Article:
Most damning however were the reports of how Mary reacted at the death of Goodwife Knapp. After the woman was hung and her body cut down, Mary examined the corpse looking for the devil’s marks that were used as evidence to convict her. Unconvinced by the moles or birthmarks she saw, she stated “these here are no more marks than I myself have.” We can appreciate her intelligent observation today, but at the time, that one sentence would cast suspicion on her.
The flaw in Ludlow’s evidence was that it was all written in his own hand and the court was not convinced of the legality or impartiality of these “second hand” accounts. Further, the distinguished Reverend Davenport did not take Ludlow’s side in the matter and Mary was in good standing in her church. In the end, Ludlow was ordered to pay Staples 25 pounds in total for the reparation of his wife’s reputation as well as court costs.
Thomas’ use of the legal system to defend his wife did more than save her life. It helped defuse the fervor for witch hunts in Fairfield, for a time. After his death in 1688, his elderly widow had to fight yet another accusation. It seems likely that suspicions about her never really abated. When witchcraft panic returned to Fairfield in 1692, she was taken into custody and charged. This time, the indictment included her eldest daughter Mary and her granddaughter Hannah.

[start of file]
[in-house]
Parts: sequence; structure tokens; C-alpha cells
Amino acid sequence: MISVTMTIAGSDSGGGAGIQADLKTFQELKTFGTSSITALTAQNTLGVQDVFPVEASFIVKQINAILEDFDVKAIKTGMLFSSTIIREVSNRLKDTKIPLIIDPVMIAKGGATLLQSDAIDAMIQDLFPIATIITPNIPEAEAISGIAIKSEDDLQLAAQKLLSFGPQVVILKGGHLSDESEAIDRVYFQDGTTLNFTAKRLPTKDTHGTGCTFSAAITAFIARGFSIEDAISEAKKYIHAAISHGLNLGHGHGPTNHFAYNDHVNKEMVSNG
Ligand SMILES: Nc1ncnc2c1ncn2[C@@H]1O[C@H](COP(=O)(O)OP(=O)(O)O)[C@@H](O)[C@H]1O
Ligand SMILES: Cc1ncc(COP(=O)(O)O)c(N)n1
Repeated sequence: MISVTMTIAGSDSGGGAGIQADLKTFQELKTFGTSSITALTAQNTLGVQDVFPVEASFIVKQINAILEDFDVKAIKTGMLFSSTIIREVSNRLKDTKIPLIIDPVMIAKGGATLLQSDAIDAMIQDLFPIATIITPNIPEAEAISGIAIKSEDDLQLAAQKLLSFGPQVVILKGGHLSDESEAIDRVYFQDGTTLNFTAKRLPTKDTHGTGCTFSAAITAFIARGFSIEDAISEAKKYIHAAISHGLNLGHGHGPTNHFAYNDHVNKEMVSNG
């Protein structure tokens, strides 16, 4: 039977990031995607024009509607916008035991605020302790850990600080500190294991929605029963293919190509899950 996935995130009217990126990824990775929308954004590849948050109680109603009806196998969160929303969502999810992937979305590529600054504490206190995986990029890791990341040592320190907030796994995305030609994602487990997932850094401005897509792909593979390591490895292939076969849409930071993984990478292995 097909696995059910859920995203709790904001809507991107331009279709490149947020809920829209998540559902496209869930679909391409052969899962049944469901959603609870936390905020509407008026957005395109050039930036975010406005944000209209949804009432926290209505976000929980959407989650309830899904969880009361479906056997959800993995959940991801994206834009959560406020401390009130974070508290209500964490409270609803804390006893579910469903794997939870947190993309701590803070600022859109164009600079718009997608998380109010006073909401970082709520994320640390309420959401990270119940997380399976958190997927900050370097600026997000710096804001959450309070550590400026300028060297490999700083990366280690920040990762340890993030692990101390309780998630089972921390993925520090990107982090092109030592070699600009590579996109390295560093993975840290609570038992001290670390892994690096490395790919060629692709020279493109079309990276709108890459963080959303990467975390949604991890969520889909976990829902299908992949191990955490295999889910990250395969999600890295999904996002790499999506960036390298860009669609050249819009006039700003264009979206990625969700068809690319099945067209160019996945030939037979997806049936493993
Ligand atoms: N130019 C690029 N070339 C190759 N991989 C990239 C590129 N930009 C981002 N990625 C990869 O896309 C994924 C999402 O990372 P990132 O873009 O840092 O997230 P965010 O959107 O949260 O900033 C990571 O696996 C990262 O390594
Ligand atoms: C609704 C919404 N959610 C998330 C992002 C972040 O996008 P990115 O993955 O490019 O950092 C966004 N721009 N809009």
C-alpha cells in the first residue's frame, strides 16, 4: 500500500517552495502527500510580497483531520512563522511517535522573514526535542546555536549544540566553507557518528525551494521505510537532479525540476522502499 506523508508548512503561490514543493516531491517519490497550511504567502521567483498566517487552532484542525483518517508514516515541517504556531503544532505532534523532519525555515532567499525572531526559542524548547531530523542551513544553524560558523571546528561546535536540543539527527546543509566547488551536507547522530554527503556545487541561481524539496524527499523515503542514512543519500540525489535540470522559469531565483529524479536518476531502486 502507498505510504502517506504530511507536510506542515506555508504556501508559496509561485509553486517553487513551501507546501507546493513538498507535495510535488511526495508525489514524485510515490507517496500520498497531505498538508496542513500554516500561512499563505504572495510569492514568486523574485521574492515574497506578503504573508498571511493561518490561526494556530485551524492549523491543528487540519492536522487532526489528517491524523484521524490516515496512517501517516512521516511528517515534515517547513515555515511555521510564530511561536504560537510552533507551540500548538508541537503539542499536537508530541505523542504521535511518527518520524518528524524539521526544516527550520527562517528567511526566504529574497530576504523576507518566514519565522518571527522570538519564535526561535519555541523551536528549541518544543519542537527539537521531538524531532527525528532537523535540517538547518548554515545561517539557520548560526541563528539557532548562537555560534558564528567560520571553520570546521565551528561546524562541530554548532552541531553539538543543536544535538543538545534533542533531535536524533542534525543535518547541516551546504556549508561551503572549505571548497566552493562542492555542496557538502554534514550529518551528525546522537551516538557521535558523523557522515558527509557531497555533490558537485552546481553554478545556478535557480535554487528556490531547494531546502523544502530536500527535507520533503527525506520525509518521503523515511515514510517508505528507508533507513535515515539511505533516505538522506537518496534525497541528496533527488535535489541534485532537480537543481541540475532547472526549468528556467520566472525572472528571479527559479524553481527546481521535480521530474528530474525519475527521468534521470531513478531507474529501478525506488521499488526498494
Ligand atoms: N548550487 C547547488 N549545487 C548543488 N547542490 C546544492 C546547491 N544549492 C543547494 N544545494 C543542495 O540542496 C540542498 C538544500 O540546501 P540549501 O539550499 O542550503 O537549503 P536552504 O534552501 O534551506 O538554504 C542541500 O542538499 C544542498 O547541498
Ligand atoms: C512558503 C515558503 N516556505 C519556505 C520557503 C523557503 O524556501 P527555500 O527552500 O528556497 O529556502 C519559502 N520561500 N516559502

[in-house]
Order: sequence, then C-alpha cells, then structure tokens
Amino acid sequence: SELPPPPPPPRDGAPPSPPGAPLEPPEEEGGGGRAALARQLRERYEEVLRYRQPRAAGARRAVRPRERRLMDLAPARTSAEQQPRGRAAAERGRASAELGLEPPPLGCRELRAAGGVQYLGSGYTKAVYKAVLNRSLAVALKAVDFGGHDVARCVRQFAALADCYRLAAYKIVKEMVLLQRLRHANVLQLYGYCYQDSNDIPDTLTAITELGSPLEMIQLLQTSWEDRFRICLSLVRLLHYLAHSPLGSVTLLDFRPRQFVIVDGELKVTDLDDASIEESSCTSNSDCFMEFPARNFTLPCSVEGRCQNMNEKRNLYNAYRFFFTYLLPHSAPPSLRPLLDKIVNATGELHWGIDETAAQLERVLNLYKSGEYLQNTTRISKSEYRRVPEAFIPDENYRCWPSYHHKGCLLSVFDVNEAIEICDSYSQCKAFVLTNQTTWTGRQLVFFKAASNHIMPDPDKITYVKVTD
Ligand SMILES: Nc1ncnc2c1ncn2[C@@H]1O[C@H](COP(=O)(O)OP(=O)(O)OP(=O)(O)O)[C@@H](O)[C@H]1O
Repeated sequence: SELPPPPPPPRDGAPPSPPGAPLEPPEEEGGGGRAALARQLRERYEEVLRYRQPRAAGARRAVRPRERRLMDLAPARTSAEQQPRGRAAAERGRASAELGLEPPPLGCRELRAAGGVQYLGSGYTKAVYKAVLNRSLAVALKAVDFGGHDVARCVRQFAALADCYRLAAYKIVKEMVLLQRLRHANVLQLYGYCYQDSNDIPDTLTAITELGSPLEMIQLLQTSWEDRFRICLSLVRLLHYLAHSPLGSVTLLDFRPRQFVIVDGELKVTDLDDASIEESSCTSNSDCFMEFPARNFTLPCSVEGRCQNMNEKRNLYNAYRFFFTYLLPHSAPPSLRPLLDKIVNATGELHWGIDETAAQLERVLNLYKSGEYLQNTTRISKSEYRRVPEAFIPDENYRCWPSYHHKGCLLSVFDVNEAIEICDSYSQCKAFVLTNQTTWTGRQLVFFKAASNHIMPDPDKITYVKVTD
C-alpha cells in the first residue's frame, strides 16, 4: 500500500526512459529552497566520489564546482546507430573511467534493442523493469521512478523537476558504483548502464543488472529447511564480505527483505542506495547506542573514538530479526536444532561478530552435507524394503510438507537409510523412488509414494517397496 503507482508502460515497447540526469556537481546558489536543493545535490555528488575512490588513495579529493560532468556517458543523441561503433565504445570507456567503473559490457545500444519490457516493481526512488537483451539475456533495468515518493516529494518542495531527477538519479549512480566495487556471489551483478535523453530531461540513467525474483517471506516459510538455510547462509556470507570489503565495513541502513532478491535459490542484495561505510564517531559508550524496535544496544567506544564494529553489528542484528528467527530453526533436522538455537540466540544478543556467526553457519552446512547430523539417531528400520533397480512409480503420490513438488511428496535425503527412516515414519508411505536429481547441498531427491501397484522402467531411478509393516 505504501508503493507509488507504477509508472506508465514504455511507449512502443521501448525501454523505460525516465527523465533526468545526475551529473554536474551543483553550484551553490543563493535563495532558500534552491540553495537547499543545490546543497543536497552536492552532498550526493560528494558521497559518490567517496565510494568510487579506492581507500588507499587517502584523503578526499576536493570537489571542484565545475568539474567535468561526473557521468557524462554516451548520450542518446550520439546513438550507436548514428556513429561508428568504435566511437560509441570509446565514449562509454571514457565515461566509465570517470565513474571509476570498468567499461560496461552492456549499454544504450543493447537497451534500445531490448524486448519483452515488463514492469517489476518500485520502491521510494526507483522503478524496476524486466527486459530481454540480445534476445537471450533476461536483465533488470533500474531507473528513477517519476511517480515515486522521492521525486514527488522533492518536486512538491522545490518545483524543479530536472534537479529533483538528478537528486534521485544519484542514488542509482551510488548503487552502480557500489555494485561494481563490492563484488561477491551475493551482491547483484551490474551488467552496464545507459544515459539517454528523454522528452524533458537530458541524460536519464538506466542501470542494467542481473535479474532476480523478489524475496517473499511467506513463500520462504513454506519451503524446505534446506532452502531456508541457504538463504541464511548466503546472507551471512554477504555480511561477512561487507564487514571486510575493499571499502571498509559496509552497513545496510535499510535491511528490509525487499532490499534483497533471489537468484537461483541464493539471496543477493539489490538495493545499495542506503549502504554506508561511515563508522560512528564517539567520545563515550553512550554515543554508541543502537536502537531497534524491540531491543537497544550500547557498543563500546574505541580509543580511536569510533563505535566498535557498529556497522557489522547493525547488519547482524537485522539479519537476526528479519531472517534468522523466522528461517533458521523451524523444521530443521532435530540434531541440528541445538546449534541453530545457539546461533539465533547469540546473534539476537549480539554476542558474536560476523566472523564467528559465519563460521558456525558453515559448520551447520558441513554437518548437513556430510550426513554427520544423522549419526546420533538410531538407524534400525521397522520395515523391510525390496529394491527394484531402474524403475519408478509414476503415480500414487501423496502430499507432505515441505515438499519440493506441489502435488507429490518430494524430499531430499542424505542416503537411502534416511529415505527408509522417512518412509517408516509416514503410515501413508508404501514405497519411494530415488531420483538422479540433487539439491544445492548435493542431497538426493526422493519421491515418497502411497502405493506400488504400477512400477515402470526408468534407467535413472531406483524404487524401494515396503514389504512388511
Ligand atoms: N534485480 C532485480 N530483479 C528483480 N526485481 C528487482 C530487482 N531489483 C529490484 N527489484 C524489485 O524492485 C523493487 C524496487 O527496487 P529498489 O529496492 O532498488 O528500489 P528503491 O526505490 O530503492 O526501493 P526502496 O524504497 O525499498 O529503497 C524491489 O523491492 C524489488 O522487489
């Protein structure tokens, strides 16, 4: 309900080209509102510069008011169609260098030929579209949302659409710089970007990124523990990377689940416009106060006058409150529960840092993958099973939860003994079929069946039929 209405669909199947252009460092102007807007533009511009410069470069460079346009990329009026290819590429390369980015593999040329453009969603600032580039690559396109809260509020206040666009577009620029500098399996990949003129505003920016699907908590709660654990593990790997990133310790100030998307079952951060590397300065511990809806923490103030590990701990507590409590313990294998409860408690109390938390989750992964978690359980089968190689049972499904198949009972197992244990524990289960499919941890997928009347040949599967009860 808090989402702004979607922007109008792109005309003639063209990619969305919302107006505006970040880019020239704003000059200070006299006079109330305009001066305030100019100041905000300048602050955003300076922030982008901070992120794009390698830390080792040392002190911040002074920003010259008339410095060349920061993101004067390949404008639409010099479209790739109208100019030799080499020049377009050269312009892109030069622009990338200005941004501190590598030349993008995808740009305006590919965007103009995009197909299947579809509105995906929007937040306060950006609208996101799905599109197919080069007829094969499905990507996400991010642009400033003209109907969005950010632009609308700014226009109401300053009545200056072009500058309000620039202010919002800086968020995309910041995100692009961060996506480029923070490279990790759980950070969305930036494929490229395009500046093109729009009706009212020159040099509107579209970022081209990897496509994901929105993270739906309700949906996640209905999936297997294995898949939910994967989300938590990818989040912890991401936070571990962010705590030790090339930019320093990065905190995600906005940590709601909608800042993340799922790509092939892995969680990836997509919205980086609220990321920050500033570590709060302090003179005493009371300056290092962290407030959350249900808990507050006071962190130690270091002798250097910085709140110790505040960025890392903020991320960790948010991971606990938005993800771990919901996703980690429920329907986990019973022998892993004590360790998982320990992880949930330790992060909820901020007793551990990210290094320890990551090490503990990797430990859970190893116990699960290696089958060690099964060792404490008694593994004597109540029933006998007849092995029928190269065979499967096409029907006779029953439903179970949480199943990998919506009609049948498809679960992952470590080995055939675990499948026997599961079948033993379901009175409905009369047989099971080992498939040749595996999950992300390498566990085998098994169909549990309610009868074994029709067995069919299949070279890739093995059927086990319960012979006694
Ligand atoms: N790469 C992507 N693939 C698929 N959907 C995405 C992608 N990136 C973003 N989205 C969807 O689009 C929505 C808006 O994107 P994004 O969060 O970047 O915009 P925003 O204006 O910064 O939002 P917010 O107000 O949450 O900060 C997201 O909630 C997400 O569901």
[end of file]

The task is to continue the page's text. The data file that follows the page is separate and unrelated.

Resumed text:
It was not uncommon for family members to be accused together, but it was rare to see three generations of women arrested simultaneously. In this case a troubled teenage servant named Katherine Branch suffered fits and seizures and claimed she was tormented by apparitions. Over the course of several months she named six women and a Grand Jury convened to hear evidence.
Townspeople recounted how these women bewitched their livestock and made children ill. Testifying against the Staples women were John Nash, who claimed Mary was a “light woman” able to levitate at will and Hester Grumman who stated that Mary appeared at the foot of her bed at midnight dancing. In all, the evidence was spectral, non-substantial and thus non-admissible as the rules for proving witchcraft had become more discerning. The results for all the accused women were acquittals, discharges and pardon. Mary, her daughter and granddaughter were freed by the court and it was ordered that no evil should be spoken of them again.
By the end of the 17th century, reason and justice were taking precedent over superstition and fear. A healthy skepticism for these trials suggest the people of Connecticut were increasingly unwilling to convict or condemn for such a crime. In 1750, witchcraft was removed from the list of offenses punishable by death.
Considering her courage and her manner of questioning the world around her, Mary Staples really does stand out as an early American proponent of women’s rights rather than a witch. To her honor, it seems fitting that the legacy most closely associated with her family name is one of education; two of her direct descendants were the generous philanthropists Samuel and Horace Staples. Perhaps there was some inspiration in the trials of their ancestor Mary that encouraged them to build schools in the hope that ignorance should not contribute to another reign of terror.